Sunday, April 27, 2014

On the Run



Running is for people who can't NOT run.

Besides the fact that it takes a particularly rhino-hided brand of crazy to be found hoofing down the road in little more than your underwear, running is work. Most people can't be bothered—which is fine; that leaves the roads less crowded.

Me? I've had a running habit for 36 years now; I caught the bug during the second wave of the first running boom, in 1977. That was the year Jim Fixx published The Complete Book of Running, and all kinds of unlikely folk took up road-running. For most, it was a short-lived craze lasting til their first bout of blisters or sore shins. A few of us, the crazies, were addicted.

Fixx was a 200-plus-pound lard-bucket who smoked two packs a day when he started running. It can't be denied that, despite being a dedicated runner, Fixx died of a heart attack at the age of 52. Considering his father had died at 43, I'd still say that running probably prolonged Fixx's life.

So, no, running is no fountain of youth and instant health. But that's actually beside the point, for me. I learned back in high school that hard exercise keeps depression, to which I seem to be psychologically predisposed, at bay. I can get by on time in the gym, if I must, but, very simply put, running keeps my brains screwed in straight.

Running is a contemplative action, a Zen-like transcendental thing employing careful observation and control of breathing. A mile or so into a run, the world narrows to the point where my foot meets the road. Body fully occupied, my mind is free to process problems (code that doesn't work, problems with buggy software) and ideas.

Though much is made of the 'loneliness of the long-distance runner', no, we aren't especially lonely per se. It IS rather isolating, though, to find people don't understand our avocation, and put us down for it. We have a neighbor we discreetly refer to as Mrs. Grumpy, who occasionally calls to me from her front porch to let me know that I seem "slower than usual today".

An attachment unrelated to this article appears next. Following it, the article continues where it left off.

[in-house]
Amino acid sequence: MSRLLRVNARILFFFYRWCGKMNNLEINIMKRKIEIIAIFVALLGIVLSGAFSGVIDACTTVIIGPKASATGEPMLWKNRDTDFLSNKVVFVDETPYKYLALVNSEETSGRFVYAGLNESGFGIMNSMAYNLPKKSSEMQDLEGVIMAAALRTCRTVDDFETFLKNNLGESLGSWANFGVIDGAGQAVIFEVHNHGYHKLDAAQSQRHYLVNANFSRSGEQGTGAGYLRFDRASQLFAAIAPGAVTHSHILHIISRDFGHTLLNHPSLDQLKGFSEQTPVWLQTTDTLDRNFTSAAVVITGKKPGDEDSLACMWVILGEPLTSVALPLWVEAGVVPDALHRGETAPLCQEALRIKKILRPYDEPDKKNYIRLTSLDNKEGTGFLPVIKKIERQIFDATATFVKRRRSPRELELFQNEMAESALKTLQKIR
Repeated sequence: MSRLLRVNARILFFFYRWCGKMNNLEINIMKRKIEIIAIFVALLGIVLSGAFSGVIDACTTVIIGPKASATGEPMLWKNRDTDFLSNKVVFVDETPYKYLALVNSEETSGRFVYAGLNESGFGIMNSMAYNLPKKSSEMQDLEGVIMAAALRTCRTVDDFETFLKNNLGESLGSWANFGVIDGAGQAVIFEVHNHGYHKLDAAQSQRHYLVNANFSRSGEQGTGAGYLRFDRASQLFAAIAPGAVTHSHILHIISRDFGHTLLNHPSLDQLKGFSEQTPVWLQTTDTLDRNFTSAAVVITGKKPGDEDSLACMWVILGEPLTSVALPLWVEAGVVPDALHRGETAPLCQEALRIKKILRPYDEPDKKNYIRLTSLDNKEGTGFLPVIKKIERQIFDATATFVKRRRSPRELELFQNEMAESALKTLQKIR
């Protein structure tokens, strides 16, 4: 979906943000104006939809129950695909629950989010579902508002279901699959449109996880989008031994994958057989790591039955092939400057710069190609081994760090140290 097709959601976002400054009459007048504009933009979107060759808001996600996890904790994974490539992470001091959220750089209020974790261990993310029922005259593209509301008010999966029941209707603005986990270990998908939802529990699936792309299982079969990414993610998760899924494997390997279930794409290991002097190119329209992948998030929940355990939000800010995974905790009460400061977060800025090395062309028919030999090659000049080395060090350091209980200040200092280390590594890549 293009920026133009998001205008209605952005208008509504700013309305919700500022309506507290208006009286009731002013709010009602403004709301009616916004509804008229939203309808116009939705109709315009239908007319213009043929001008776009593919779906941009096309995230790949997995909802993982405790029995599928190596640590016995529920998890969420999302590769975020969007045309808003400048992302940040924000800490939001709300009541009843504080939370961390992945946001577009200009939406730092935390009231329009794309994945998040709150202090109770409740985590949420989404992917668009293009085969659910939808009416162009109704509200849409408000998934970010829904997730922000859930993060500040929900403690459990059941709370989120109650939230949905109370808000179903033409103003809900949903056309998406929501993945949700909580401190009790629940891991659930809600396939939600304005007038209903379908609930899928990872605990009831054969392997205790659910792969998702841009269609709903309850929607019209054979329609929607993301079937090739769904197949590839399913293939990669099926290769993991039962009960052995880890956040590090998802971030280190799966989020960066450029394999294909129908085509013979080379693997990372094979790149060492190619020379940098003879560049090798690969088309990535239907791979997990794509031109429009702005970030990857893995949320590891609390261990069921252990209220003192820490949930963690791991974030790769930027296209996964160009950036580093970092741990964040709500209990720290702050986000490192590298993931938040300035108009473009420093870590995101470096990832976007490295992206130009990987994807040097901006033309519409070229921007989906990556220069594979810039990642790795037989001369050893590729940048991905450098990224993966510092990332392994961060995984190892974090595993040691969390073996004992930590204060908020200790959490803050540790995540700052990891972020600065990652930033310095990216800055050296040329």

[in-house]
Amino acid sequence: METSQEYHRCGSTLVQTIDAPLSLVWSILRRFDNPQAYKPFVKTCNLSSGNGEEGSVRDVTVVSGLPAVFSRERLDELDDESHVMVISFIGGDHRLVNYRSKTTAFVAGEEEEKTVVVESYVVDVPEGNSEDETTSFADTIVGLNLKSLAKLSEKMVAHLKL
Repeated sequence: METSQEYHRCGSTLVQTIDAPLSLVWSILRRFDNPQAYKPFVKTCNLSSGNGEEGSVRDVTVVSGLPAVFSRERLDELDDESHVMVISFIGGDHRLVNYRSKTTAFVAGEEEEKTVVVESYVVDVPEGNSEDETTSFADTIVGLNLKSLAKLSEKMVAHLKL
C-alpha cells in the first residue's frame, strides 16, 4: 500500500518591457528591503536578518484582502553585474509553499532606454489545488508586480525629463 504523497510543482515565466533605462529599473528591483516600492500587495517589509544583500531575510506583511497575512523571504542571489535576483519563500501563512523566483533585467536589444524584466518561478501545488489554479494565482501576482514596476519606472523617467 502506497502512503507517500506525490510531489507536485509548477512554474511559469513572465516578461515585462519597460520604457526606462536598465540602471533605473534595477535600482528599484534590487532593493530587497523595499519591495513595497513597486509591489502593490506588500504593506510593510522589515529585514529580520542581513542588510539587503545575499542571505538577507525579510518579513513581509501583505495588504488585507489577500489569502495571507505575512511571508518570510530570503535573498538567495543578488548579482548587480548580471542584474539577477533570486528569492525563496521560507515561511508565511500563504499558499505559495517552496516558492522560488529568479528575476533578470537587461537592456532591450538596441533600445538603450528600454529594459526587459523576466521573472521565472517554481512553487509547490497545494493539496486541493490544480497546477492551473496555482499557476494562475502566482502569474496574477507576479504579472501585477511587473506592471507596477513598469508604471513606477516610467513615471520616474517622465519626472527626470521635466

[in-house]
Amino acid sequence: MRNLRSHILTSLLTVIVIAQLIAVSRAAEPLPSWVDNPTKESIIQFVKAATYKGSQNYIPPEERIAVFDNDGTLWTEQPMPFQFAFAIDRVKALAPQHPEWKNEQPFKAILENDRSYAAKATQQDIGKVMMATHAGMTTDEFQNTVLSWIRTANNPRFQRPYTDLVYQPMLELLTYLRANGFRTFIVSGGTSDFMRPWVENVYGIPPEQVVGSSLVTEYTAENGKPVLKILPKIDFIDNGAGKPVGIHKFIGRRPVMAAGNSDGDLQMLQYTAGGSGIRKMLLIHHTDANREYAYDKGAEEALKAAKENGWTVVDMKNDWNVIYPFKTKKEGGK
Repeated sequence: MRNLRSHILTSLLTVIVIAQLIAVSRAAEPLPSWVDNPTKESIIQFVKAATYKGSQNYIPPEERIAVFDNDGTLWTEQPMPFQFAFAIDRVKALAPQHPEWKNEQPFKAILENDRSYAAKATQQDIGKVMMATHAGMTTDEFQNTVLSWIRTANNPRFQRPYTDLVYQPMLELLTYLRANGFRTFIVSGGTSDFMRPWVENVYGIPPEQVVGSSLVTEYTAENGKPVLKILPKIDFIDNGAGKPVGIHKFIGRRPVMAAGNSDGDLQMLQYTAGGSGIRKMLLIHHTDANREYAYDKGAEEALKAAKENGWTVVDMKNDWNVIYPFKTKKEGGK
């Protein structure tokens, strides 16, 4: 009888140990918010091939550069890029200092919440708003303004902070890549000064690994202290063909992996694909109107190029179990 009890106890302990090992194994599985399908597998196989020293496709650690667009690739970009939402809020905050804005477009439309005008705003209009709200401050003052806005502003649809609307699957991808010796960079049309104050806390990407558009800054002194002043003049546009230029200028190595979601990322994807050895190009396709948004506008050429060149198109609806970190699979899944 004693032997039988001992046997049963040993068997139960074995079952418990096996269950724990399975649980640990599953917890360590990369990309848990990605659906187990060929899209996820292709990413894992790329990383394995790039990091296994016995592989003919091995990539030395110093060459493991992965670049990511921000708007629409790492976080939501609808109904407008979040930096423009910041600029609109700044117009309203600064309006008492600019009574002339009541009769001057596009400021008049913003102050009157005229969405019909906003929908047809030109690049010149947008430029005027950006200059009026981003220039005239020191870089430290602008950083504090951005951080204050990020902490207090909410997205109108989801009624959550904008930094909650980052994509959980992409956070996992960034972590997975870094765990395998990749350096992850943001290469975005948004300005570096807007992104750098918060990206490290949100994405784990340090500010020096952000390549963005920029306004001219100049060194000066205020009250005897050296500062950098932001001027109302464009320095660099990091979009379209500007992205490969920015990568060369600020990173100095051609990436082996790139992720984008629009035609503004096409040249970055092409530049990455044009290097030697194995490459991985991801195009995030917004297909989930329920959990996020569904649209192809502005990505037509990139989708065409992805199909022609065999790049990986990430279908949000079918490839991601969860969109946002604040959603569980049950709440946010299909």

Oh, yeah? Come on out on the road and say that.

There's more than one kind of running, of course. Some people say you aren't a runner if you don't race. I have two answers for those folks.

The short answer is: You go to hell, kimosabe.

The long answer is: Whether you're a runner or not depends on what you're here for.

Sure, some folks are in it for the competition—and the race swag. I hate the crowds at races; my ideal run starts at about 5:30 a.m., before the sun is up, and before hordes of other people are out.

Newport Avenue
I've been running in Webster for about 30 years, and I do appreciate the camaraderie of the road: exchanging a quick thumbs-up with other runners; waving to friends out with their dogs; greeting an elderly couple with whom I've swapped pleasantries for years, as they take their morning walk. I don't know their name or where they live, but we've smiled and said good morning year in and year out. Their pace has slowed, and become less certain; she's grown more stooped, and he's now so frail it looks like a good breeze would blow him away. Their smiles are as bright as ever, though, and their greeting warm and genuine. I hate to think there will be a day when I see one of them without the other.

Webster is runner heaven: rolling hills, winding roads, lush gardens, small critters. Most runners don't like hills; I do. I like the challenge. The camelback up Newport Avenue, from Kirkham all the way through to Laclede Station, is a roller coaster of six different-height rises. On a good day, it's a runner's high as a runner's high should be. On a bad one, it's half a mile of utter hell. Either way, just finishing it is winning.

Ditto the hill on Oakwood: a half-mile of 25-degree rise from the blind corner where Glen Road meets Deer Creek, it has one flat spot, and one dip. Otherwise, it's a relentless rise, and (if I time the run right) the sun rises over the trees just as I make the crest of the hill.

Webster's gardens are three seasons of joy, from the early-spring violets and bluebells  through dogwoods, azaleas, and peonies later, to honeysuckle, sunflowers, and Russian sage, and, finally, to fall chrysanthemums.

Math for my boys started on my morning runs: Mama ran 4 miles today, and saw 15 bunnies; how many bunnies per mile? Rabbits are easy to spot; cats, far rarer finds, I have to actively look for.

Dogs come to find me. Some, like the golden retriever who lives on Oakwood, will join me for half a mile or so of gallop. Yappy little dogs who bite ankles tend to be both territorial and bad-natured. Once or twice, such an encounter has left a nasty little dog describing graceful arc through the morning humidity, and Your Truly hoofing hastily from the scene of the crime.

There are all kinds of runners, from the spare, elegant grace of Alberto Salazar to the muscular ferocity of Steve Prefontaine.

I tend more to Prefontaine than Salazar, so I am racing, even when I'm alone on the road—the only person I've ever been interested in beating is me. The best moment of any run is that single instant of luminous certitude: I can do this. A small victory that's still a victory, every time it happens.

Yes, I'm older and slower than I used to be. But, in the words of the immortal John Bingham, The miracle isn't that I finished. The miracle is that I had the courage to start.

Waddle on, friends.

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